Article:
I've been practicing. This is a big step. I'd thought I was going to be able to go from a 6 handicap to a scratch without hitting the driving range, but that brilliant idea didn't last long.
The good news is that I found a nine-hole track with a great range only seven minutes from my house. It's on a bluff overlooking the airport.
"The ball doesn't lie," said Jeff Thomsen, the pro at Indian Lake Golf Club in Boise, Idaho. He'd been watching me warm up for about 25 minutes. He had a lot of patience, this guy.
"The ball tells you and me and Tiger the same thing," he continued.
It was telling me I had the hooks. Thomsen, who in competition wears a white tam like Ben Hogan, and whose name pops up on the Champions Tour every so often, suggested I was hitting the wrong half of the ball, the outside half. He started placing the range balls with the stripe pointing at the target; I was to hit the inside half from now on.
To further alleviate my left-to-left ball flight, Thomsen had me bring my right hand around counter-clockwise, a bit more on top of the club. Also, my backswing was precariously close to John Daly's and needed editing.
I started hitting a more reasonable shot pattern and was encouraged. Then Thomsen dropped the bomb.
"You've got to get some blood on your sword," he said.
On some level I knew that this whole "6 to Scratch" thing was a charade if I wasn't going to play in tournaments. And I like tournaments. I don't fear them. It's just that I haven't played competitive golf in a while.
Tiger's won 13 majors, 60 Tour events and three U.S. Amateurs.
I once shot under par for nine holes in a high school match. I won the club championship at a nine-hole course in New York's Hudson Valley. And I shot an opening-round 75 in the Denver Amateur. And, um, well, that's it.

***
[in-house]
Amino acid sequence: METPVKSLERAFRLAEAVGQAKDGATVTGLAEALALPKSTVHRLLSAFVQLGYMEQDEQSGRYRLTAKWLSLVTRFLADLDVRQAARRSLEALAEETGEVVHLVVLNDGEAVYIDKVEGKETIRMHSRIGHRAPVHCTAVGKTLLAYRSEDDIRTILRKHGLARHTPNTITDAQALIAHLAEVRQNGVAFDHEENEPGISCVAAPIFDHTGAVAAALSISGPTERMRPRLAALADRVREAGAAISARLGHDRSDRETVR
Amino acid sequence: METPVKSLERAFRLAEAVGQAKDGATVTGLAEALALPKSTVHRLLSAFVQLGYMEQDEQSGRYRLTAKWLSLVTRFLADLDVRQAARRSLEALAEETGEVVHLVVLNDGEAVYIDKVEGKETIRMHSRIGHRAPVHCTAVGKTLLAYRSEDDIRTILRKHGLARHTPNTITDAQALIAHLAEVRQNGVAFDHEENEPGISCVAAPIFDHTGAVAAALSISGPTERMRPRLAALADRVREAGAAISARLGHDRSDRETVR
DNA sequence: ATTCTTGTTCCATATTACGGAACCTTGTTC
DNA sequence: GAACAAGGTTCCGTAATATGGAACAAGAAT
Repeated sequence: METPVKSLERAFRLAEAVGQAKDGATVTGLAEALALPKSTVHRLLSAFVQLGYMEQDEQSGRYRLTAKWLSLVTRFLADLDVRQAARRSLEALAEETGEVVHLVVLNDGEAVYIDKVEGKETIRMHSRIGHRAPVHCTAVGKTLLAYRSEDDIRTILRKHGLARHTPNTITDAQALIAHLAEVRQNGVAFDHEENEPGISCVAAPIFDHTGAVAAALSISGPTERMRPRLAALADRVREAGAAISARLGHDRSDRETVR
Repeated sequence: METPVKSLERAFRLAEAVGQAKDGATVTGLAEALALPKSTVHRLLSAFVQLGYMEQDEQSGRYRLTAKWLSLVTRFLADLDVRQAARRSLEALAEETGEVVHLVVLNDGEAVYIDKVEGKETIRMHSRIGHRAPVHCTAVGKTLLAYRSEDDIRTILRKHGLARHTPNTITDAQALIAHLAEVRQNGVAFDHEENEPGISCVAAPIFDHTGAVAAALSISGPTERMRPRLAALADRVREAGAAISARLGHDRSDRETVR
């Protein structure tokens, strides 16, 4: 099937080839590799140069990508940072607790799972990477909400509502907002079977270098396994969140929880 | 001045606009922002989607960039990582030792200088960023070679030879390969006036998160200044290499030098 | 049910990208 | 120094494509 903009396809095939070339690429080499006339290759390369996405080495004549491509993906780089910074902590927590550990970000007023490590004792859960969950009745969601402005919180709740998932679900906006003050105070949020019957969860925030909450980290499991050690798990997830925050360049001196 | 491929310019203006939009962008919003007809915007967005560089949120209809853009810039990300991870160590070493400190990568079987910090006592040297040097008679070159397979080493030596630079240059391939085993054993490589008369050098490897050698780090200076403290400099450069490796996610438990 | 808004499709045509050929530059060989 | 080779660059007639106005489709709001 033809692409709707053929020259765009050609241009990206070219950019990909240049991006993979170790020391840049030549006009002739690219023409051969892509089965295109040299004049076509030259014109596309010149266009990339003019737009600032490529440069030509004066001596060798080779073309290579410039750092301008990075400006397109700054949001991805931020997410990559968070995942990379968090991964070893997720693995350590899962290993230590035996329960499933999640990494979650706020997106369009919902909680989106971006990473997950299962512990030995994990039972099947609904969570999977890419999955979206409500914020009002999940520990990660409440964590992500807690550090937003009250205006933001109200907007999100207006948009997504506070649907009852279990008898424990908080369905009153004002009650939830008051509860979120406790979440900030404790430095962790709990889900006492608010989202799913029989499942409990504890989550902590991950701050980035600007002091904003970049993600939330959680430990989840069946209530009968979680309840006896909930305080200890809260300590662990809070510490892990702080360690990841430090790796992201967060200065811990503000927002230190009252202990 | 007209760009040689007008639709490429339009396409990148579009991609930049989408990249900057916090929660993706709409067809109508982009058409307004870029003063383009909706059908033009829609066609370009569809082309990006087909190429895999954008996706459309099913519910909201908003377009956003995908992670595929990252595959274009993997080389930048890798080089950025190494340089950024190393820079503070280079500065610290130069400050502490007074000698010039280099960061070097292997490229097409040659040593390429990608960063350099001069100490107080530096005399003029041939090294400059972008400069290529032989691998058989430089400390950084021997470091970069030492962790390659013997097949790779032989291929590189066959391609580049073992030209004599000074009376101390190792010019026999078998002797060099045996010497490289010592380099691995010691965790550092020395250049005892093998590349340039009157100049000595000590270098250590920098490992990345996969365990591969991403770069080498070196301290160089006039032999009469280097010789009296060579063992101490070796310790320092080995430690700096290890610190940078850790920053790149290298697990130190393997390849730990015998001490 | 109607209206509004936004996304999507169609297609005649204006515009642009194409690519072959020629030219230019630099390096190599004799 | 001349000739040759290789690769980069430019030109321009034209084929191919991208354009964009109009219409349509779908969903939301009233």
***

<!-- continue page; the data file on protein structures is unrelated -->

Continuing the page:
"So, you're due," a friend told me, by way of encouragement.
Bloodying my sword now vaults to the top of my to-do list, along with finding a head coach.
In the meantime, I played 18 holes on my home course, which is not close to home but a good test of golf from the back tees. I was curious to see what my new clubs and swing could accomplish, and while I shot pretty much the same score I always shoot, a 79, I could see progress. Thanks to an epic drive with my new Callaway FT-5, I had only 220-yards to reach a par 5 I've never hit in two before. (Still haven't.) And, I birdied two straight par 4s.
My bogeys resulted not from shamefully bad shots but from mental miscues. I had a double-bogey 6 on a short, watery par 4, which I should not have tried to drive. (What can I say? Playing the same clubs as Phil Mickelson brings out the daredevil in me.)
I missed a five-foot par putt, I three-putted, I short-sided myself. It's amazing how thin the margin is between a 74 and a 79.
After the round, the computer in the clubhouse informed me that I was down to a 5.5. "Nice round today," it said, by way of encouragement, but I'm ready for a 74. That would be encouraging.